Tuesday, November 27, 2007

Skype turning to junk, Canada deregulates celphones.

When in England, I used to buy phone cards to call overseas. They promised everything from a few dozen minutes to a few hundred minutes depending on the calling destination. They also seemed to rip you off of those minutes, drastically reducing the actual amount promised, or levying a heavy surcharge for each call made. Still, it was dramatically cheaper than calling direct from the land line.

I've been a Skype Internet phone user for over two years now. Before this week, I have never noticed a drastic difference in the price quoted and the price charged. But that's changed suddenly.
Before, when I spent two minutes on a call, I got charged for two minutes - or about four cents. Now, I spend two minutes on a call and get charged for about five minutes. Then there's the accidental calls, or the calls that don't work, or the answering maching, they used to not charge anything for a quick hangup.

I'm keeping my eyes on other options because the honesty features that attracted me to Skype in the first place is gone.
Hook you in and then screw you over.

I have a general wariness of all phone companies. While Skype may still be the cheapest way to call my family in Canada via telephone, it's not an irreplaceable product.

Moving on, the CRTC in Canada recently announced deregulation of the cell phone industry. This decision is much to the chigrin of established mobile phone companies.

"Opponents of deregulation, including some consumer groups and cable companies, argued at Parliamentary hearings that without restrictions, established telephone companies would drive out competitors by offering discounts, and then raise prices over the long term."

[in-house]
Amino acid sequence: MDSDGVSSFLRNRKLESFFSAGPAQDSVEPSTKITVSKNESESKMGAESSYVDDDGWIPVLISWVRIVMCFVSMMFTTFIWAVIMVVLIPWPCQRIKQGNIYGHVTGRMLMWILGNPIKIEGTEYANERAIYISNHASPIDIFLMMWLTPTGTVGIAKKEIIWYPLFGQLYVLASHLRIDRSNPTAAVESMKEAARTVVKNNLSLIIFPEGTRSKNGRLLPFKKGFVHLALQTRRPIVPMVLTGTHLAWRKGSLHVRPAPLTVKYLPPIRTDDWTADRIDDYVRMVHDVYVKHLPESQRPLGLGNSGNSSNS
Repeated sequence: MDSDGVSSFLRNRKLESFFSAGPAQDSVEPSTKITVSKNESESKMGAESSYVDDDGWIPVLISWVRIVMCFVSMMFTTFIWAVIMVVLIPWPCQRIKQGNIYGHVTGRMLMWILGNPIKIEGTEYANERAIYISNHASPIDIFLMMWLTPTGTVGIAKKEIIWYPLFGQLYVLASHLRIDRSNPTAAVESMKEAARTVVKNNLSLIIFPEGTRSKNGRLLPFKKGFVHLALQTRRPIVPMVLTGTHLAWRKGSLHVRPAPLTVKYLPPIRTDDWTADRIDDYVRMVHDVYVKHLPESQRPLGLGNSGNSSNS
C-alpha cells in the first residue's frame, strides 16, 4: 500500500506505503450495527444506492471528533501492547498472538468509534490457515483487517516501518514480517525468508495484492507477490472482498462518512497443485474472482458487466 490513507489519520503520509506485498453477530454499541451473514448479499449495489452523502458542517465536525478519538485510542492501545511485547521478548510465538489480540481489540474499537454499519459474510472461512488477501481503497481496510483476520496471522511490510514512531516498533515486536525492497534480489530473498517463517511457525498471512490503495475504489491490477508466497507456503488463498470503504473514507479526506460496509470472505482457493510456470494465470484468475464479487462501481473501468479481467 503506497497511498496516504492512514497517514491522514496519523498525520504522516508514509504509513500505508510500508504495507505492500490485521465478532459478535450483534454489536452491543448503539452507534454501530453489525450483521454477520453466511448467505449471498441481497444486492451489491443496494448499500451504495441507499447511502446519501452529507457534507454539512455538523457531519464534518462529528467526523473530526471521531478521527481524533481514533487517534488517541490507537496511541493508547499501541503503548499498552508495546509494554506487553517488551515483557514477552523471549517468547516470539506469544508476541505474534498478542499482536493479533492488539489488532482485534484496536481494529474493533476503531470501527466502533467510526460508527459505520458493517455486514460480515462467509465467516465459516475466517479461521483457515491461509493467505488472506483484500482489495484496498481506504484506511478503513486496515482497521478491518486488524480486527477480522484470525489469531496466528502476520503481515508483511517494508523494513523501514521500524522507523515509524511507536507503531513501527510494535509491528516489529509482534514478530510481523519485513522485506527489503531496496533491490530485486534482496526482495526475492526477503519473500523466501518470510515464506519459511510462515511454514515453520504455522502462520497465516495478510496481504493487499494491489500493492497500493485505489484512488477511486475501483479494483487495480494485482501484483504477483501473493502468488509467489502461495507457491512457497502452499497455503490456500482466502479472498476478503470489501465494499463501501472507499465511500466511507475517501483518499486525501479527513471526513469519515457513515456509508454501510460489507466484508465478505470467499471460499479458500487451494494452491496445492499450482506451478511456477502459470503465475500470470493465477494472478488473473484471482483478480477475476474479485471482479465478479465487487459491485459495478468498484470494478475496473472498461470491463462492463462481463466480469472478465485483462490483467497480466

My counter argument is - As opposed to fleecing customers now by charging some of the highest mobile phone rates in the world?

While some smaller startups might get screwed, I highly doubt a company like Virgin would come into Canada and be intimidated by money-losing rates charged by established phone companies. We'll see who goes bankrupt first...

Throughout Europe, and much of Africa, I can buy a phone card for around ten bucks with some credit already on it. I can leave the country, not use the card for two years, return, and that credit will still be there.

As for Canada. I have to pay ten bucks a month, minimum, just to keep the phone running. Credit can be eaten up simply because it wasn't used from one month to the next.

In Europe, the percentage of people who have a mobile phone are well into the eighties.

In Canada, that proportion is much lower. The most recent data I could find said that 66.8% of Canadian households had at least one cell phone. But that's a household statistic, so it means much more than 33% of people don't have a mobile phone.

Here in Morocco, particularly in towns and cities, you'd be hard pressed to find a single person who didn't have a mobile. They now cost as little as $25.00, including the phone, a sim card and some credit. Unlike Canada, you don't have to pay monthly, it's pay as you go, literally. I could have twenty dollars in credit, leave the country, return five years later, turn on my phone, and still have that credit. Once or twice a year I top up with around a hundred bucks. I typically get eight months out of that hundred bucks, with an average of two or three short calls per day.

I'm cheering on deregulation. Thanks to affordable rates, most of the world have embraced the mobile phone far faster than Canadians have. It's time Canada caught up!

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